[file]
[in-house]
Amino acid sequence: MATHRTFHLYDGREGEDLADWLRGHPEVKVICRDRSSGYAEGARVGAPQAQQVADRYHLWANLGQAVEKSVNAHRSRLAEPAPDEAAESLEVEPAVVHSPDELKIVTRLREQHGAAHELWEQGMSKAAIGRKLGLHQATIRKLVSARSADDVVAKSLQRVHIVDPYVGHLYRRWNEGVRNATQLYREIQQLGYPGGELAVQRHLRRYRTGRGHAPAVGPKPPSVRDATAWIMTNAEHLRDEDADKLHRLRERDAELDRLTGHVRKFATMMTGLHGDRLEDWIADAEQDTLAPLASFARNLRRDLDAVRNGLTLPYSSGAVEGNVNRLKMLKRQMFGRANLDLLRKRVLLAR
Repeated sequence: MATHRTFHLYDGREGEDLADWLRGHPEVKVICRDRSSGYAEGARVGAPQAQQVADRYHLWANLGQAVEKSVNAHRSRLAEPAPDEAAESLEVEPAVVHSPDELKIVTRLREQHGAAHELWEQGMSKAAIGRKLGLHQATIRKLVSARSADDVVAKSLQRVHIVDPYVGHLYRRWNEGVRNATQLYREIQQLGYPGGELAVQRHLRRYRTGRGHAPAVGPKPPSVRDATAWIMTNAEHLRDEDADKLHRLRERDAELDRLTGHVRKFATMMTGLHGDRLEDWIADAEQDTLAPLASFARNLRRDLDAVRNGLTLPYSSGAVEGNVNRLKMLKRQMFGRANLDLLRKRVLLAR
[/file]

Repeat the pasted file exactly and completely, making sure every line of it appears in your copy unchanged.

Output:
[in-house]
Amino acid sequence: MATHRTFHLYDGREGEDLADWLRGHPEVKVICRDRSSGYAEGARVGAPQAQQVADRYHLWANLGQAVEKSVNAHRSRLAEPAPDEAAESLEVEPAVVHSPDELKIVTRLREQHGAAHELWEQGMSKAAIGRKLGLHQATIRKLVSARSADDVVAKSLQRVHIVDPYVGHLYRRWNEGVRNATQLYREIQQLGYPGGELAVQRHLRRYRTGRGHAPAVGPKPPSVRDATAWIMTNAEHLRDEDADKLHRLRERDAELDRLTGHVRKFATMMTGLHGDRLEDWIADAEQDTLAPLASFARNLRRDLDAVRNGLTLPYSSGAVEGNVNRLKMLKRQMFGRANLDLLRKRVLLAR
Repeated sequence: MATHRTFHLYDGREGEDLADWLRGHPEVKVICRDRSSGYAEGARVGAPQAQQVADRYHLWANLGQAVEKSVNAHRSRLAEPAPDEAAESLEVEPAVVHSPDELKIVTRLREQHGAAHELWEQGMSKAAIGRKLGLHQATIRKLVSARSADDVVAKSLQRVHIVDPYVGHLYRRWNEGVRNATQLYREIQQLGYPGGELAVQRHLRRYRTGRGHAPAVGPKPPSVRDATAWIMTNAEHLRDEDADKLHRLRERDAELDRLTGHVRKFATMMTGLHGDRLEDWIADAEQDTLAPLASFARNLRRDLDAVRNGLTLPYSSGAVEGNVNRLKMLKRQMFGRANLDLLRKRVLLAR